Michael Russotto on his gay burlesque character in ‘The Nance’ at 1st Stage

The veteran actor goes deep into the role and the repressive era of the play.

Michael Russotto, who plays the lead Chauncey Miles in 1st Stage’s current production of Douglas Carter Beane’s The Nance, has an eclectic and extraordinary résumé in his 40-plus years on the stage. From mid-1980s productions at Studio Theatre (where he studied under the legendary Joy Zinoman) to numerous performances at Woolly Mammoth Theatre (such as Will in the acclaimed 2011 run of Samuel D. Hunter’s A Bright New Boise) and dozens of other shows across the area and nationally (including a recent national tour of Mitch Albom’s Tuesdays with Morrie), this veteran actor is a reliably memorable presence.

Michael Russotto as Chauncey Miles in ‘The Nance.’ Photo by Teresa Castracane.

In The Nance, as directed by Nick Olcott, Russotto takes on the role originated by Nathan Lane in a 2013 Tony-nominated performance. It is a bookend of sorts, Russotto said, for himself and Olcott; 41 years ago, in what the veteran actor counts as his first professional performance, the two were part of the cast of Agatha Christie’s The Mousetrap at the now-defunct Petrucci’s Dinner Theatre in Laurel. They first connected about this new play, Russotto added, in the summer of 2020 when auditions were held via Zoom; nearly four years later, “…we have had a great time. Nick has been a terrific guide through the rehearsal process, and we build off each other’s thoughts.”

Michael Russotto © 2015 | Kristina Sherk Photography | www.Kristinasherk.com

Chauncey is a gay burlesque actor who performs nightly as a “nance,” an effeminate and campy character wildly popular during the 1930s period that Carter Beane dramatizes. Chauncey balances this role with a blossoming relationship he develops with the much younger Ned (played by Patrick Joy), and political attacks on gay men by then New York City Mayor Fiorello La Guardia, which reverberate across society. Despite it all, he performs; even after Ned leaves the pressure of New York City for a national touring production. “He [Chauncey] believes what he hears [about gay men], and that he does not deserve happiness.”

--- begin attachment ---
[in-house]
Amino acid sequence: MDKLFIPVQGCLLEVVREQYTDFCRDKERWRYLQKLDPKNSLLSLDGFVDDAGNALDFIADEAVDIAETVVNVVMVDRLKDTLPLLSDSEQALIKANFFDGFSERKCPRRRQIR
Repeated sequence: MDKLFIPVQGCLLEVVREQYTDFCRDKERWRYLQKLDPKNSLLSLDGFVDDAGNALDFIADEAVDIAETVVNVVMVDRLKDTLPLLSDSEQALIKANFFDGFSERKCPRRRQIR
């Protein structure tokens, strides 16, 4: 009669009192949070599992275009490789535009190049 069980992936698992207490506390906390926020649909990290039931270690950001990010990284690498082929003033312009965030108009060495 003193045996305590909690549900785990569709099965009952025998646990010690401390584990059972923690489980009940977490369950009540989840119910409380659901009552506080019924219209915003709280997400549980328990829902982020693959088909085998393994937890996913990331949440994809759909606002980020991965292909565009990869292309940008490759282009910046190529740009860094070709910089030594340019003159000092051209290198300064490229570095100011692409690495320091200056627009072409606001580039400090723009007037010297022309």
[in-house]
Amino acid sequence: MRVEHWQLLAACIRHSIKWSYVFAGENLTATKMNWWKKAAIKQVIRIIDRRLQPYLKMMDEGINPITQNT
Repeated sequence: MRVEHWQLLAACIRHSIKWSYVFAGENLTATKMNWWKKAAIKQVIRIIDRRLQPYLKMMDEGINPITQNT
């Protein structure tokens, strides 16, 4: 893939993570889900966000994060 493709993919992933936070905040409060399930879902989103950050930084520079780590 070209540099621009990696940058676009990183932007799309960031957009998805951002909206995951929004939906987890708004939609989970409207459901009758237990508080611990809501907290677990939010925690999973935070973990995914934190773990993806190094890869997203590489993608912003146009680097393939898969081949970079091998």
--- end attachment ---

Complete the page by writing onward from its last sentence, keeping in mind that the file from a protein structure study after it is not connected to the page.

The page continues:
For the openly gay Russotto, his character is “a man struggling to come to terms with who he is. And I am not sure he likes who he is.” The veteran actor added, “On the surface, he believes he is happy. But deep down inside, I think he feels like he is lying to himself…and to be rejected by fellow Republicans — for who he is — is deeply wounding.” Among the reasons Russotto appreciates Carter Beane’s writing is that “I love that it does not sugarcoat how difficult it was to be a gay person during this time. They were a marginalized group.”

The relationship between Chauncey and Ned is at the center of The Nance. While initially the relationship is solely sexual, the men’s feelings grow; yet Chauncey struggles between his feelings for Ned and his own (lack of) self-worth. To nurture the relationship that emerges on stage, Russotto and Joy worked with Intimacy Coordinator Lorraine Ressegger-Slone. For Russotto, this brought an added dimension to his performance: “Patrick and I were both willing to explore the physical possibilities of this performance; Lorraine helped make that happen.” The seasoned actor also appreciated Joy’s talent: “While I have more experience, Patrick was very willing and open [to try things on stage]. Once a young actor understands that — the freedom to fail — it makes a big difference.”

LEFT: Michael Russotto as Chauncey Miles; RIGHT: Robert Joy as Ned, in ‘The Nance.’ Photos by Teresa Castracane.

The relationship Russotto and Joy showcase evolves, but internally, Chauncey is still troubled; he resists Ned’s entreaties to have a monogamous relationship and instead pursues anonymous encounters with other men. “Chauncey is so conditioned to believe that it [his relationship with Ned] is wrong that he can’t maintain it,” Russotto said. “He falls in love with Ned…but that is not a thing that is viable. When love comes to him, he rejects it; that’s the tragedy of the play.”

By the play’s end, playwright Carter Beane resists a happy ending. Why? “Because it’s the truth,” Russotto said. “Since 1937, things have not changed all that much. Some people now still believe sexuality is a choice, and a bad choice, that you make. By the play’s end, Chauncey is struggling to find some light at the end of the tunnel.” As to his character’s future, Russotto is not hopeful, “I don’t know. But it’s not a happy one.”

Running Time: Two hours and 45 minutes plus a 15-minute intermission.

The Nance plays through April 21, 2024, at 1st Stage, located at 1524 Spring Hill Road, Tysons, VA. Tickets are $55 for general admission and are available for purchase by calling the box office at 703-854-1856, going online, or in person before each performance. Limited numbers of seats are offered at $25 and $35 for each performance. Open seating.

The program for The Nance is online here.

COVID Safety: 1st Stage is now a mask-optional space with select mask-required performances offered for each show. See 1st Stage’s complete COVID Safety Information here.

Closeted ‘Nance’ plays flamboyant and funny onstage at 1st Stage
(review by Caroline Bock, April 8, 2024)


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